You make a great point that the way you, or Steve, use social networks is drastically different than how a brand would use it. I love the idea of thinking about the time aspect as less about how much time YOU are spending, but how much time your customers are spending. That would seemingly be a great answer to the question of how am I going to find the time for one more thing question we so often hear.
At any rate, thanks for the post! I enjoyed it.
- At 10:20 AM, caffeinatedmarketing said...
My favorite line: it's not about how many hours you are "on" Social Media a day...but how much time are you spending on your business a day...and even more important...how much time are you spending with your customers every day!
- At 10:21 AM, Callie.O said...
Having skimmed through the blogging is dead post, I rather suspect that the comment refers more to the format of the typical blog host - blogger,blogpress etc which allow the blogger to post and readers to comment. You can have a voice online on a wiki, or a website too. I personally rather like wikis for hosting conversations and collections of thoughts and topics...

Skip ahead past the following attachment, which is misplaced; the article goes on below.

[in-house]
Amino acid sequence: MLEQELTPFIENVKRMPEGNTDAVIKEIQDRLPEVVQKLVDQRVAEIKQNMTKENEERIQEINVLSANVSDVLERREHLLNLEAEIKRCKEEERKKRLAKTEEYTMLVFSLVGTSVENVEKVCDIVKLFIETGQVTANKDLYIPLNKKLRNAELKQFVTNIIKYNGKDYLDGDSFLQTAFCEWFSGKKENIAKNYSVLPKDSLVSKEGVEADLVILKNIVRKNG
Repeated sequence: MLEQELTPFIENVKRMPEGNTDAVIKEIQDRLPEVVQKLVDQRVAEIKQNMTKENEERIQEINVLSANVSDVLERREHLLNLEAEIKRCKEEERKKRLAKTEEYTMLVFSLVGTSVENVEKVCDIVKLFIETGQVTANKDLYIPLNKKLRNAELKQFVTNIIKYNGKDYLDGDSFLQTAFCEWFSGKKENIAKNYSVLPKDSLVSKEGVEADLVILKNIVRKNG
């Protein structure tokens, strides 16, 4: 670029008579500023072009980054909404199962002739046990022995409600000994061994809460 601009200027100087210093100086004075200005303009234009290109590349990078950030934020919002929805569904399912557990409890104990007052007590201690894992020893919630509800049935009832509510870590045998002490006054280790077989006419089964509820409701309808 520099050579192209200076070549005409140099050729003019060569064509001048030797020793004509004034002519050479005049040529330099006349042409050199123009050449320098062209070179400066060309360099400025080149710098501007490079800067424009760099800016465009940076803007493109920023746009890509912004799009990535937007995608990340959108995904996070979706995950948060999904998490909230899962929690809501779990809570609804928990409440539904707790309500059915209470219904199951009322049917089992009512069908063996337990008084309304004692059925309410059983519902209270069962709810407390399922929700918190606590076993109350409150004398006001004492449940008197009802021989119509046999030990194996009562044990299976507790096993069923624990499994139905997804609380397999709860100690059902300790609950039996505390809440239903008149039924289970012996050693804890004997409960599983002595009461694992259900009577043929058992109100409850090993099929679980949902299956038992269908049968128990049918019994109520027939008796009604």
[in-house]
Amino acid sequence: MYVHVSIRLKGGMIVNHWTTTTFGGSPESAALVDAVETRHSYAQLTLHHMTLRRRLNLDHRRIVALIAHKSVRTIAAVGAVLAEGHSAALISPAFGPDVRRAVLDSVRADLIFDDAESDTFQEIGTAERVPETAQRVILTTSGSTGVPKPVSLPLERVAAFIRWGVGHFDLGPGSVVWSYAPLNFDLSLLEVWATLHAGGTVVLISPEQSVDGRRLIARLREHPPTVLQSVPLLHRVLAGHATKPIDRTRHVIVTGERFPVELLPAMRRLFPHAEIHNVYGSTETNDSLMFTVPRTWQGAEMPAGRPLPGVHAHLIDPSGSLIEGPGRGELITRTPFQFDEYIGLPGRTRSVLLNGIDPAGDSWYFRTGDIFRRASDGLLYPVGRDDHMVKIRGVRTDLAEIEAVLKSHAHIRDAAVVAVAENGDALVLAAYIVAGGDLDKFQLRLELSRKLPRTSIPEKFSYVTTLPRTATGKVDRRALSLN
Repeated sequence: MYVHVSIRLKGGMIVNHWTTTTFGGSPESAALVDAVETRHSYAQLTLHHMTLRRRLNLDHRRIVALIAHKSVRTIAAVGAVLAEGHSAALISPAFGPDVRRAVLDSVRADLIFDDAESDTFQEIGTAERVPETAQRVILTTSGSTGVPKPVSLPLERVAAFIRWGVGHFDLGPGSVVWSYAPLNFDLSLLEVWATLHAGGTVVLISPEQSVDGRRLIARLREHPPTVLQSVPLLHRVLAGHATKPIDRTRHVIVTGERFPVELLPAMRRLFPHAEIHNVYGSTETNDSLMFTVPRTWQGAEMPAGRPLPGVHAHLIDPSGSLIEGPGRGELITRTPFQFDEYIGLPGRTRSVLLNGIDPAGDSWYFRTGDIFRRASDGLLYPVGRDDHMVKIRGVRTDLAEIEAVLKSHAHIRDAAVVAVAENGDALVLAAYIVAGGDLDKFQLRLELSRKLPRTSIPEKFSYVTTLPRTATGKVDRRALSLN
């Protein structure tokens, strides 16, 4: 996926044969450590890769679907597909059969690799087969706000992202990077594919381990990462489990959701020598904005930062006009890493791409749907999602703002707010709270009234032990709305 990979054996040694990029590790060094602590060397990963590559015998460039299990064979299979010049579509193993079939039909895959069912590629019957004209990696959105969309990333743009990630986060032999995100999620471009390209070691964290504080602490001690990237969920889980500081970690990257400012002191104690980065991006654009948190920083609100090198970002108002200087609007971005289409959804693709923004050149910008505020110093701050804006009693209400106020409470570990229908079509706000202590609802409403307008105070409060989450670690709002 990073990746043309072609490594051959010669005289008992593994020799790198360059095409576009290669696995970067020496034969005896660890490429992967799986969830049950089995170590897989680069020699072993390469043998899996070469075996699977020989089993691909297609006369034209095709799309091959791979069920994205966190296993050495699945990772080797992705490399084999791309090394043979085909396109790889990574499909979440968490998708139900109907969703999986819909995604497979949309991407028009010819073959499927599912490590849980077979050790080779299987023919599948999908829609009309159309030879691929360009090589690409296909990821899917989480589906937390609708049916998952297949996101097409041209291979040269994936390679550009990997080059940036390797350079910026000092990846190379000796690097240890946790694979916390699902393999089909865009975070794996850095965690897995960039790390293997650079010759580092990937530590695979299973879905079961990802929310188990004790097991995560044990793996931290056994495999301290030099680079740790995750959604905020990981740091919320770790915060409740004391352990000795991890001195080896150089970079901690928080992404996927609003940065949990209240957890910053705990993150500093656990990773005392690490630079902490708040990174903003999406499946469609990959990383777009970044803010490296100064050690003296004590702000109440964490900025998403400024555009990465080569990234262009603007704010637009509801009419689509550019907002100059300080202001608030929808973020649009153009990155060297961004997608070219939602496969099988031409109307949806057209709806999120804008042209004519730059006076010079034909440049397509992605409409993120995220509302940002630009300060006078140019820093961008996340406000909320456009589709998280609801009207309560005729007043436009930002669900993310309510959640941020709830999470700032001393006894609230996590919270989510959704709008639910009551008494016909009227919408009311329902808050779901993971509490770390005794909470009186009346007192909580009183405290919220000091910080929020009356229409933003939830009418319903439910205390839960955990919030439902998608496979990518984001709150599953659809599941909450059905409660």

The sheer volume of these blogs means the volume of white noise is immensely high, making it that bit harder to find a voice you want to listen to. So maybe the mass blog is less popular and we are now looking for branded and authoritarian voices?
There are a myriad of social media channels, each of us will use and choose the ones we like at any given time. Moving from Facebook to Twitter to Identi.ca and then where?
- At 10:26 AM, Matthew Ray said...
Absolutely. Do your homework! But not only "how are your CUSTOMERS using SM today and how can you connect" but also, "how are my potential customers using social media today?"
I say companies should also bear in mind:
"I haven't been able to reach them before.. maybe I can today through this new dynamic of conversation?"
- At 10:30 AM, Mack Collier said...
Callie I think it's about perspective, as well. When Rubel and others like him started blogging, it was literally the only game in town. There was no YouTube, there was no Twitter, there was no Friendfeed. There was Facebook, but of course none of us on the 'bleeding edge' knew what it was.
So our main/only social media outlet was blogging. Now fast forward 3-4 years, and blogging is only one of several social tools we use regularly. So yeah, blogging can feel like it's 'losing steam' to us.
But to a company that's just deciding to start looking at social media, this is ALL new to them! Blogs are just as fresh and amazing as Twitter or Facebook or even MySpace is.
It's all about perspective, the perspective of the social media early adopter is usually much different from the company that's just 'found' social media. Companies can't lose sight of that.
- At 10:40 AM, Michelle / chelpixie said...